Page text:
One day, we were making our way down to the boat to pull our crab pots when he saw a priest, and that was that, he wouldn’t go to sea that day. Another time we were walking along the shore in thick fog when I told him I could hear the sound of a bell out to sea. He stopped walking and grabbed my arm. “A bell,” he said, “I don’t hear it. What’s it sound like?”
“It sounds like a bell on a sea-buoy,” I said.
“There are no sea-buoys out there,” he squeaked, “it means someone’s going to die …”
There was no fishing that day, either.
One argument we had (of many) was over the color we should paint the boat. I suggested dark green. I thought my partner was going to hit me. “Dark green is the most unlucky color on a boat,” he bawled.
“What about the New England fishing boats?” Lots of them are dark green,” I protested.
“Idiots,” he replied.
Things came to a head when we went sailing together. We were taking part in a race in the English Channel. I didn’t know much about racing back then and I thought we were doing rather well. My fishing partner said our performance was abysmal, although those were not the words he used, and he blamed our predicament on the fact we had two women onboard. Shortly after this discussion, the wind died and we found ourselves becalmed.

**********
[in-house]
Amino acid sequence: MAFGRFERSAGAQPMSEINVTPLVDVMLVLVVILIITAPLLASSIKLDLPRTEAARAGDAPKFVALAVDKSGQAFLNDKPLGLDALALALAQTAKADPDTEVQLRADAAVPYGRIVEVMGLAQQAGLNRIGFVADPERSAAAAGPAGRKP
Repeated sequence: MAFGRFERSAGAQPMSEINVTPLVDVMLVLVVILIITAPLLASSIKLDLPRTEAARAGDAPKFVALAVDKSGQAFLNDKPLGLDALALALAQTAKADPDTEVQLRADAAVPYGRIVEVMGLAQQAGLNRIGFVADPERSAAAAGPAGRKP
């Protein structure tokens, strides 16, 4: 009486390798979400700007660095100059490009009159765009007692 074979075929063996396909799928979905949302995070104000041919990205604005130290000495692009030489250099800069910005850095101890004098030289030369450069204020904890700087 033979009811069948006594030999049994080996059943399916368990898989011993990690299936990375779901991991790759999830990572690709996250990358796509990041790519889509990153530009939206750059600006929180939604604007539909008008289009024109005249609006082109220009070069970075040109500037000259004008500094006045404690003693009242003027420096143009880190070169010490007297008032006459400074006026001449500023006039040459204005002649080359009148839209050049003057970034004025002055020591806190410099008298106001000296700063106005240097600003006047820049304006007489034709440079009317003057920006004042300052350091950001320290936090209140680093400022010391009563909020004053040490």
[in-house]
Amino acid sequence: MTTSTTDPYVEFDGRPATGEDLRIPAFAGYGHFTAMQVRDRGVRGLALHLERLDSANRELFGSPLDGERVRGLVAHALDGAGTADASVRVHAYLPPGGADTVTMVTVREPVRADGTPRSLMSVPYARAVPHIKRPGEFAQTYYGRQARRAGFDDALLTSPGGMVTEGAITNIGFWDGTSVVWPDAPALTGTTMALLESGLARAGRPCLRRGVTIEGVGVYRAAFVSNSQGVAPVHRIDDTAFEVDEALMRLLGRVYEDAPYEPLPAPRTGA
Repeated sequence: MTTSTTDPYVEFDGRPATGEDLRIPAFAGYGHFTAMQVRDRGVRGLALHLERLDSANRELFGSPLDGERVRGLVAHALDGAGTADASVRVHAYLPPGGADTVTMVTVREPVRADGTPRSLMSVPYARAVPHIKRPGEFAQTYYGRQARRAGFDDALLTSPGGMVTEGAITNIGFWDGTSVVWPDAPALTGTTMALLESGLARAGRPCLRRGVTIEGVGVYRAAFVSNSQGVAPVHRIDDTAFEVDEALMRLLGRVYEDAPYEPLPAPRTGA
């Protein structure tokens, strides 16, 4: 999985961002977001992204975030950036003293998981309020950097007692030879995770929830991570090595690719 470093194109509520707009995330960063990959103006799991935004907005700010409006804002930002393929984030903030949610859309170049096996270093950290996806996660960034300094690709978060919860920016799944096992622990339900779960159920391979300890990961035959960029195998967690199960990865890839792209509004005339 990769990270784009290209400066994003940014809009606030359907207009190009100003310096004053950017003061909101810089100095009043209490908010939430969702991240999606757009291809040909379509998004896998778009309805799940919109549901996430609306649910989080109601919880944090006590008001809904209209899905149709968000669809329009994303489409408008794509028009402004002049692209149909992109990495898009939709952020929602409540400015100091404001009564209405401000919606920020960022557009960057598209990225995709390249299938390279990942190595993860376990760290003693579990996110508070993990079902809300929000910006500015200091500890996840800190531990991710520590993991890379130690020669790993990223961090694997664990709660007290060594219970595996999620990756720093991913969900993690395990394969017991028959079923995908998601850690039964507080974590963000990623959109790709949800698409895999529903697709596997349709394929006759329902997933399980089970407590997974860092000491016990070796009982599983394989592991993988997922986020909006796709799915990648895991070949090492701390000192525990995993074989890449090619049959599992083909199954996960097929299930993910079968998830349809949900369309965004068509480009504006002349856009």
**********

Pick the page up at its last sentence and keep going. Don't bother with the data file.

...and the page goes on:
My buddy called me to the foredeck, out of earshot of the crew. He told me he knew how to bring the wind back, and I thought he was going to suggest we throw the women overboard. But it was worse than that, he asked me for money.
Now I’m a Yorkshire man and very careful with my cash, but I thought I had better humor him.
I pulled my wallet out of my pocket and he produced a shilling out of his. I had no change but his eyes lit up when he saw a ten pound note hanging out of my billfold. Without asking, he grabbed the note and before I could stop him, wrapped it around the shilling and threw it as far into the sea as he could.
“What the …” I sputtered.
“Buying wind from the direction I tossed the cash,” he said.
I went down below to sulk.
Fifteen minutes later the wind came up, ten pounds one shilling’s worth, strong, steady and from the right direction. We went on to win the race and there was much talk at the yacht club about how we were the only yacht that found wind.